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"Ocean-aged wine is more complex," says Napa winery (and you were expecting them to say . . . )

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  1. I suppose if I encounter one of these test stashes while I am on a dive I should at least leave a thank you note. The ocean floor is not private property.

    3 Replies
    1. re: Veggo

      That wine was in 60% new oak for 18 months. I don't know how alcoholic that vintage is, but the 2008 was 14.8%. Why not just leave it at the bottom of the sea?

      1. re: Robert Lauriston

        Too many predators cruising the open sea. I would prefer relocation to a spot less prone to discovery...and then wait it out.

        1. re: Veggo

          Wasn't in the open sea . . . wasn't it at the bottom of Charleston harbor? Transporting the wine from Napa Valley to Charleston and back to Napa probably did more to the wine than four months at the bottom of a harbor.

    2. Not so fast with the humor, Jason.

      This might not be as silly as it sounds.

      4 Replies
      1. re: collioure

        After only FOUR MONTHS?!?!?!? It's as silly --and stupid -- as hell!

        1. re: zin1953

          I agree with that, but I certainly can conceive that aging on the ocean floor could produce effects different from a wine cellar.

          1. re: collioure

            Ocean floor vs. cellar vs. sarcaphagus, could be a horserace.

          2. re: zin1953

            It's marketing at it's most bullshit level.

            I think they took the lead from the Jefferson's Ocean aged bourbon.

            I tasted the Jeff in a blind tasting and thought they should have left it on the ocean floor

        2. My friends at Joseph Swan Vineyards in Russian River Valley have told me in the past that when they've had the chance to taste their wines in the UK side-by-side that have been air-freighted vs. shipped by sea, the ones that made the sea voyage are more advanced. And both are more advanced than what's in the home cellar. For a backward style such as theirs, I could see that speeding up the development process would make the wines "more complex".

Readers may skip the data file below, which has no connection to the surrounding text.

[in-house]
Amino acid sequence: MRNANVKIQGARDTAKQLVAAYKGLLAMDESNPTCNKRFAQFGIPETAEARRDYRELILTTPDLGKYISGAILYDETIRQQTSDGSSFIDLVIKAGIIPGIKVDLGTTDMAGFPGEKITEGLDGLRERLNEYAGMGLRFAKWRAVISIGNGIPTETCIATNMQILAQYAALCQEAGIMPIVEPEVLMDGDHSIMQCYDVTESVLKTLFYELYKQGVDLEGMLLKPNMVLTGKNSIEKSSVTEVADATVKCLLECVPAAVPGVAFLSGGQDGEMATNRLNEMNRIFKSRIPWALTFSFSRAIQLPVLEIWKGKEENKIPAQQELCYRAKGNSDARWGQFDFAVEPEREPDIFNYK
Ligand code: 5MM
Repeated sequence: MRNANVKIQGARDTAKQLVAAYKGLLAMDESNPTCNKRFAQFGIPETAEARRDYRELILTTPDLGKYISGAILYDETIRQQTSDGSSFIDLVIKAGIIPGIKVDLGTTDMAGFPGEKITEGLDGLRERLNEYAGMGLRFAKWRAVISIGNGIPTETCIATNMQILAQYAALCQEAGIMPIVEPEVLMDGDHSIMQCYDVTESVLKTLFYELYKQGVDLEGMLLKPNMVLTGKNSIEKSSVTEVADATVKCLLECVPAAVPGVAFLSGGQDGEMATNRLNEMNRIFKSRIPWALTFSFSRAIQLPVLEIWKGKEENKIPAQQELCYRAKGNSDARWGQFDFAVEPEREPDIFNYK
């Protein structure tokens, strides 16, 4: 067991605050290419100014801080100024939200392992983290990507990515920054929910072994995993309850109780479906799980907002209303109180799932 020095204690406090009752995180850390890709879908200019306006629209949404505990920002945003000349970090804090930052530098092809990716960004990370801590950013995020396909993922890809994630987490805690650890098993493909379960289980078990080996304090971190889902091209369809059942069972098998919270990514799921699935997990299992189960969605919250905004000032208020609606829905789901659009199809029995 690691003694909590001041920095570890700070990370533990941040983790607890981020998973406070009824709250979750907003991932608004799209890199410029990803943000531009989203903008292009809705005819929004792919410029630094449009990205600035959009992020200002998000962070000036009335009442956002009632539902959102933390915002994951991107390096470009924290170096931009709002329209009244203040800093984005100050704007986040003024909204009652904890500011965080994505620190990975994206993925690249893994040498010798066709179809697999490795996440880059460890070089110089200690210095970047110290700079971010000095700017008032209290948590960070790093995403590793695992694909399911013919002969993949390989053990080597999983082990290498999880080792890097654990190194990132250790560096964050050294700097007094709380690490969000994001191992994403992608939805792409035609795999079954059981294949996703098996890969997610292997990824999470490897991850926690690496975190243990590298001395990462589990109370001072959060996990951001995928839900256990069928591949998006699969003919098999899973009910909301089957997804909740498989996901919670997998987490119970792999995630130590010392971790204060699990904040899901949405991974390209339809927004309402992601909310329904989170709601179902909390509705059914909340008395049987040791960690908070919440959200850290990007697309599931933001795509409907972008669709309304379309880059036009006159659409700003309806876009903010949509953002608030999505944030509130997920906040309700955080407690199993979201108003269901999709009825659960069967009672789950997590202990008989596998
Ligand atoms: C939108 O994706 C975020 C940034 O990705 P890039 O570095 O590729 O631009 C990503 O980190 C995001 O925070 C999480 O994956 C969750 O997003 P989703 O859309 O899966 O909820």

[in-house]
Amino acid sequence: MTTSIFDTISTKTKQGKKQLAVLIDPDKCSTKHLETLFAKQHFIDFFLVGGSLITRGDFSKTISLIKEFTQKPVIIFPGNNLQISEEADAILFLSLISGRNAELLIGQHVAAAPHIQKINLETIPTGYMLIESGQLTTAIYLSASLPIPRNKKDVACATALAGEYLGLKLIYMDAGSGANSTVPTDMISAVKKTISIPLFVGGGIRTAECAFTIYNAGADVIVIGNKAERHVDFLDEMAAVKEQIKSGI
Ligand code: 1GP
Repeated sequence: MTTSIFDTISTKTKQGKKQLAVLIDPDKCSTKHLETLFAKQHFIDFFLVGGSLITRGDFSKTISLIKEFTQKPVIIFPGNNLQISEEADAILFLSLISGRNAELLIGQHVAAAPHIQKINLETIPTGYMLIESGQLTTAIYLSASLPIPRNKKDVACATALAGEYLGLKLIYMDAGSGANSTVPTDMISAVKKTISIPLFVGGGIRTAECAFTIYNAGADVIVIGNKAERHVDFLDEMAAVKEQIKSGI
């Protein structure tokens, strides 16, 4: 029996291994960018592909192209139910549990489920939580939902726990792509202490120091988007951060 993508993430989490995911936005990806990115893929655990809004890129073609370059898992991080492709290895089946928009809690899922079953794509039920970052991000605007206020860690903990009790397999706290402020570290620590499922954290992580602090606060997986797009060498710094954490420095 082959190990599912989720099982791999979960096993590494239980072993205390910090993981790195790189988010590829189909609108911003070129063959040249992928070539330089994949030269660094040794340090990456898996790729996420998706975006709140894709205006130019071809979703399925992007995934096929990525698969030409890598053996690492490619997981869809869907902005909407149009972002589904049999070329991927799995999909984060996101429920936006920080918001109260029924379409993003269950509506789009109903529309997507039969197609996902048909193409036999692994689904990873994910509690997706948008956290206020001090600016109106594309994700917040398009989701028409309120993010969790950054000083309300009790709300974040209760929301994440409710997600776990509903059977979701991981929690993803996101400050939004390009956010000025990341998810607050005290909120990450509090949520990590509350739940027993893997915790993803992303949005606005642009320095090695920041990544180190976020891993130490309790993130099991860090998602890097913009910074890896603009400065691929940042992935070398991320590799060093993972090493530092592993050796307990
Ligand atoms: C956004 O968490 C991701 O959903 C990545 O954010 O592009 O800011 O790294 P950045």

4 Replies
          1. re: Melanie Wong

            Melanie, you're absolutely right, but I judge them the other way 'round. Drinking Bordeaux, for example, here in California is the equivalent of approximately one year additional aging than a bottle of the exact same wine in New York, which in turn is "a year ahead" of the same wine in London, which is "a year (or more) ahead" of the bottle than never left the ch√Ęteau.

            1. re: zin1953

              Kelt ages its cognac by shipping it around the world

              1. re: zin1953

                This may explain Roman Polansky's passport.

              2. re: Melanie Wong

                We know for a fact that vibration can affect wine (too much can ruin it), and we have anecdotal that gentle low-frequency vibrations may have interesting effects, so this could make for an interesting experiment if it were conducted by, say, an enology grad student.

                But this is pretty obviously more about publicity.

              3. Sorry to verge from the wine topic, but I belong to a Belgian beer tasting group in Tokyo, and many of the members prefer one importer over all the others because the beers are shipped differently in the way they are loaded in the container. And many other people prefer hand-carried by air beers to those imported by ship. Handling apparently makes quite a difference to some people, and it's more than just with wine.

                1 Reply
                1. re: Tripeler

                  It's a well-known fact that how wines / beers / spirits are shipped affect their quality and taste. There are dozens of examples of wines -- and at least one Aquavit -- that were/are deliberately shipped on ocean voyages for not only the rocking motion of the ship, but also the temperature variances (pre-refrigerated shipping containers) as the ship crossed the Equator. Indeed, in the more modern world, some wineries have created rooms to mimic the effect that an ocean voyage has upon their wines . . .

                  This is, however, completely different than soaking some bottles underwater for 120 days . . . which does absolutely nothing, apparently, except get everyone talking about it -- thus generating millions of dollars worth of publicity! Had anyone ever heard of the winery prior to this nonsense?!?!?